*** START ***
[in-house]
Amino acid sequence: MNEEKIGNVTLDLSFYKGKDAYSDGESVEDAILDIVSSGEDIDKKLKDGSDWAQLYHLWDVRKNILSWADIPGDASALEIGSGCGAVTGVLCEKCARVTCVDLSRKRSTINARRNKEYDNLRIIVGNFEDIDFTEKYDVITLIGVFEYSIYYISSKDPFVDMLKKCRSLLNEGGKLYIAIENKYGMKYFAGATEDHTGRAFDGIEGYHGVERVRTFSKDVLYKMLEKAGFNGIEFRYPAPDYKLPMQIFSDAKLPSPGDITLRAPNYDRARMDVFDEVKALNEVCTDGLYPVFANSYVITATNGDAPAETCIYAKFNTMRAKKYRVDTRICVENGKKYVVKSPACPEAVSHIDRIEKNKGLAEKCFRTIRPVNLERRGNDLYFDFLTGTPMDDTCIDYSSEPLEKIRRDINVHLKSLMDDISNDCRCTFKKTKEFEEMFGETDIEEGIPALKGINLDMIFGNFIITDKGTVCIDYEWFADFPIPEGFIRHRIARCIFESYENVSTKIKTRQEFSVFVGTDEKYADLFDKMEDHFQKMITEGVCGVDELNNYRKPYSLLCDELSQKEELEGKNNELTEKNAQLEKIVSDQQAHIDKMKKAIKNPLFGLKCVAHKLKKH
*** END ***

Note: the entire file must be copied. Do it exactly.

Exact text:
[in-house]
Amino acid sequence: MNEEKIGNVTLDLSFYKGKDAYSDGESVEDAILDIVSSGEDIDKKLKDGSDWAQLYHLWDVRKNILSWADIPGDASALEIGSGCGAVTGVLCEKCARVTCVDLSRKRSTINARRNKEYDNLRIIVGNFEDIDFTEKYDVITLIGVFEYSIYYISSKDPFVDMLKKCRSLLNEGGKLYIAIENKYGMKYFAGATEDHTGRAFDGIEGYHGVERVRTFSKDVLYKMLEKAGFNGIEFRYPAPDYKLPMQIFSDAKLPSPGDITLRAPNYDRARMDVFDEVKALNEVCTDGLYPVFANSYVITATNGDAPAETCIYAKFNTMRAKKYRVDTRICVENGKKYVVKSPACPEAVSHIDRIEKNKGLAEKCFRTIRPVNLERRGNDLYFDFLTGTPMDDTCIDYSSEPLEKIRRDINVHLKSLMDDISNDCRCTFKKTKEFEEMFGETDIEEGIPALKGINLDMIFGNFIITDKGTVCIDYEWFADFPIPEGFIRHRIARCIFESYENVSTKIKTRQEFSVFVGTDEKYADLFDKMEDHFQKMITEGVCGVDELNNYRKPYSLLCDELSQKEELEGKNNELTEKNAQLEKIVSDQQAHIDKMKKAIKNPLFGLKCVAHKLKKH